Pedestrians walk across a busy Sydney street intersection in 2004. Australia is in the grip of a "man drought" where women increasingly outnumber men and a good bachelor is hard to find. [Agencies]
Australia is in the grip of a "man drought" where women increasingly outnumber men and a good bachelor is hard to find, according to new research from a leading demographer.
From its founding as a British penal colony more than 200 years ago, Australia has traditionally suffered from a gender imbalance where men were more likely to be more numerous than the fairer sex Down Under.
But what was once an oversupply of testosterone began to move in the other direction in the 1990s, and single women in their thirties are beginning to wonder where all the men have gone, says study author Bernard Salt.
"In 1976 there were 54,000 more 30-something men than women on the Australian continent," he told AFP.
"That switched in the 1990s to the point that today there are 9,000 more 30-something women than men in Australia.
"You could argue that since the 1970s we've gone from a 'sheila shortage' to a man drought today," he said. (Sheila is a slang Australian term for a young woman).
Salt, who drew on official statistics and his own research to write 'Man Drought And Other Social Issues Of The New Century", said men were increasingly being drawn overseas as part of the internationalisation of the labour market.
"Our youngest, our brightest, our most ambitious, the slightly more male occupations are being attracted out of Australia," he said.
"It upsets the gender balance."
About five percent of the Australian population -- between 750,000 and one million people -- live overseas, with the most popular destinations being the United Kingdom, the United States, United Arab Emirates, Canada, Singapore and Hong Kong, Salt said.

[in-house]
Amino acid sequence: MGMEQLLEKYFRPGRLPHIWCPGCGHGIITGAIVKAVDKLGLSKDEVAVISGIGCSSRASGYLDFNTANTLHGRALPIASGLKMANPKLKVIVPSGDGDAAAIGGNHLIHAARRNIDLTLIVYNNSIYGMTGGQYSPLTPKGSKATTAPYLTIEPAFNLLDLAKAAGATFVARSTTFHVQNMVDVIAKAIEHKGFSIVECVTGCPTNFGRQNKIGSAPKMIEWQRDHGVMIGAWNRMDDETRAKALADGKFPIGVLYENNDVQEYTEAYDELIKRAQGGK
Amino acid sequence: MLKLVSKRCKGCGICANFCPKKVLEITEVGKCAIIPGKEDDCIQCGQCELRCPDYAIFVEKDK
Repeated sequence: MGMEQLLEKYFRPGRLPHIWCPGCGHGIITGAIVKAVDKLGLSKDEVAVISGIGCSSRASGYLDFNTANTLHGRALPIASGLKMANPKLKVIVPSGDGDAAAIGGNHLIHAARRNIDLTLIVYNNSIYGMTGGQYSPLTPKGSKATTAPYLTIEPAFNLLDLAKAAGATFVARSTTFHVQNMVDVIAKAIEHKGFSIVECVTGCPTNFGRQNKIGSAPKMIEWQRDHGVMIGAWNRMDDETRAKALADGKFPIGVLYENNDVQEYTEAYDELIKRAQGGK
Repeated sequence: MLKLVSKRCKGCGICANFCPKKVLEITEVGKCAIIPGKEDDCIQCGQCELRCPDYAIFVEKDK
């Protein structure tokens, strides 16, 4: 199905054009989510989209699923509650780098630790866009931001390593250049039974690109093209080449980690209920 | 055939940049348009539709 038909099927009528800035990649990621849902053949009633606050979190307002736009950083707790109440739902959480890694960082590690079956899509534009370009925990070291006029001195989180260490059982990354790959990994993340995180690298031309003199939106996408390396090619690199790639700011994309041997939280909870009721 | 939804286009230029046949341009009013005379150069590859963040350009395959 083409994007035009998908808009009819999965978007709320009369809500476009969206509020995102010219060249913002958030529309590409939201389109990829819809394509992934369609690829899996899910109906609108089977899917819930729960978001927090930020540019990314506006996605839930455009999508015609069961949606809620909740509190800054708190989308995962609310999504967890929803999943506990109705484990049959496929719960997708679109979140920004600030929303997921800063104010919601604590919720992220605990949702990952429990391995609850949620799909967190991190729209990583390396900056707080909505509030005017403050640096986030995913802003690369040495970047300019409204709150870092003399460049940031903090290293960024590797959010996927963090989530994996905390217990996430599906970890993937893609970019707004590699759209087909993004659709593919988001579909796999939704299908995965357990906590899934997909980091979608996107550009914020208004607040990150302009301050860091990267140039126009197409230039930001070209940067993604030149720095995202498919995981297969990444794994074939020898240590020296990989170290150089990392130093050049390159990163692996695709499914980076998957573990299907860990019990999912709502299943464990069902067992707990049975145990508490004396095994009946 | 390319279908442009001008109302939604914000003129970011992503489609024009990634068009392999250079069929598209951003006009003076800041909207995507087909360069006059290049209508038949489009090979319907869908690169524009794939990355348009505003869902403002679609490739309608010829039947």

"You tend to find that small outpost colonial cultures tend to tithe their best and brightest to a stronger economy," Salt said, adding that the trend was showing no signs of reversing.
"I can't see why that flow would kick back to the other direction," he said.
"I don't know that it's going to get to the point where the birth rate slows down. I think that it's enough to upset the gender balance, I don't think it's enough to depress the birth rate."
But it's not all bad news for Australian women. Salt's research found the "man drought" did not exist for women in their 20s who could be mistaken for thinking there were too many men, as they were sought by males of all ages.
"The reality is that women have more than enough candidates for their affections in their twenties," Salt said.
The tipping point comes at the age of 34 where Salt says women find themselves "on another planet".
"The man drought kicks in at 34 and then it just gets worse and worse every year thereafter to the point that by the time women hit their 80s there is in fact 70 percent more single women than single men."
Salt's says the solution for older women is to move out of the cities and into the remote, rural farming and mining communities where men are still in plentiful supply.
This aspect of the gender balance was highlighted recently by the mayor of the outback Queensland town of Mount Isa who urged unattractive females to move to the remote town to even up the sexes.
John Molony incited outrage last month when he suggested that "if there are five blokes to every girl, we should find out where there are beauty-disadvantaged women and ask them to proceed to Mount Isa."
"Quite often you will see walking down the street a lass who is not so attractive with a wide smile on her face," he said.
Salt said while in some small, outback communities men outnumbered women by more than 20 to one, for most women living in the major cities the problem of the man drought remained.
"I suppose the popular image of Australian males overseas, is the sort of the Russell Crowe type," Salt said. "The problem is there is only one Russell Crowe."
(英语点津 Helen 编辑）
man drought: a gender imbalance where women outnumber men, 男人荒
Down Under: (下面的) 是西方人对澳大利亚的昵称